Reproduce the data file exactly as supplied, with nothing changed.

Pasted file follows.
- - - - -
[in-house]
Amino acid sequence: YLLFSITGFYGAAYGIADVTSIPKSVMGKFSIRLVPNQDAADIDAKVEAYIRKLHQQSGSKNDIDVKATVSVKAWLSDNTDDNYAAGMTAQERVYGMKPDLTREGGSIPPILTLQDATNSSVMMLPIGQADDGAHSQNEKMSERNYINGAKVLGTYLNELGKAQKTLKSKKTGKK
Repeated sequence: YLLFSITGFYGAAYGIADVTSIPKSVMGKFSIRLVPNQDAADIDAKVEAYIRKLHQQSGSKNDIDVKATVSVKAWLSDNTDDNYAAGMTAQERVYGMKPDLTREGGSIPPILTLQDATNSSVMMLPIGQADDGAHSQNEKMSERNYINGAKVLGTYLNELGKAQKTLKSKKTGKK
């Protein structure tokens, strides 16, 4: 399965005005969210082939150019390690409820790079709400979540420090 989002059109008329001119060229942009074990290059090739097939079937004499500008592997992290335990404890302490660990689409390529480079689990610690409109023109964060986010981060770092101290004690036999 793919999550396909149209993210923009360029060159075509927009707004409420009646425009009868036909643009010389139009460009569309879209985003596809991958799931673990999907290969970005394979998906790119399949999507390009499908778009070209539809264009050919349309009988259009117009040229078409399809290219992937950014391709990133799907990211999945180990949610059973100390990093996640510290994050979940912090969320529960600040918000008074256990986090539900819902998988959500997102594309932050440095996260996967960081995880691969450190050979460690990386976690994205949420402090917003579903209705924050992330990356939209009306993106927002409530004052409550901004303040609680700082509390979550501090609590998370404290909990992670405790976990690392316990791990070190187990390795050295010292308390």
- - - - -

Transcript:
[in-house]
Amino acid sequence: YLLFSITGFYGAAYGIADVTSIPKSVMGKFSIRLVPNQDAADIDAKVEAYIRKLHQQSGSKNDIDVKATVSVKAWLSDNTDDNYAAGMTAQERVYGMKPDLTREGGSIPPILTLQDATNSSVMMLPIGQADDGAHSQNEKMSERNYINGAKVLGTYLNELGKAQKTLKSKKTGKK
Repeated sequence: YLLFSITGFYGAAYGIADVTSIPKSVMGKFSIRLVPNQDAADIDAKVEAYIRKLHQQSGSKNDIDVKATVSVKAWLSDNTDDNYAAGMTAQERVYGMKPDLTREGGSIPPILTLQDATNSSVMMLPIGQADDGAHSQNEKMSERNYINGAKVLGTYLNELGKAQKTLKSKKTGKK
């Protein structure tokens, strides 16, 4: 399965005005969210082939150019390690409820790079709400979540420090 989002059109008329001119060229942009074990290059090739097939079937004499500008592997992290335990404890302490660990689409390529480079689990610690409109023109964060986010981060770092101290004690036999 793919999550396909149209993210923009360029060159075509927009707004409420009646425009009868036909643009010389139009460009569309879209985003596809991958799931673990999907290969970005394979998906790119399949999507390009499908778009070209539809264009050919349309009988259009117009040229078409399809290219992937950014391709990133799907990211999945180990949610059973100390990093996640510290994050979940912090969320529960600040918000008074256990986090539900819902998988959500997102594309932050440095996260996967960081995880691969450190050979460690990386976690994205949420402090917003579903209705924050992330990356939209009306993106927002409530004052409550901004303040609680700082509390979550501090609590998370404290909990992670405790976990690392316990791990070190187990390795050295010292308390």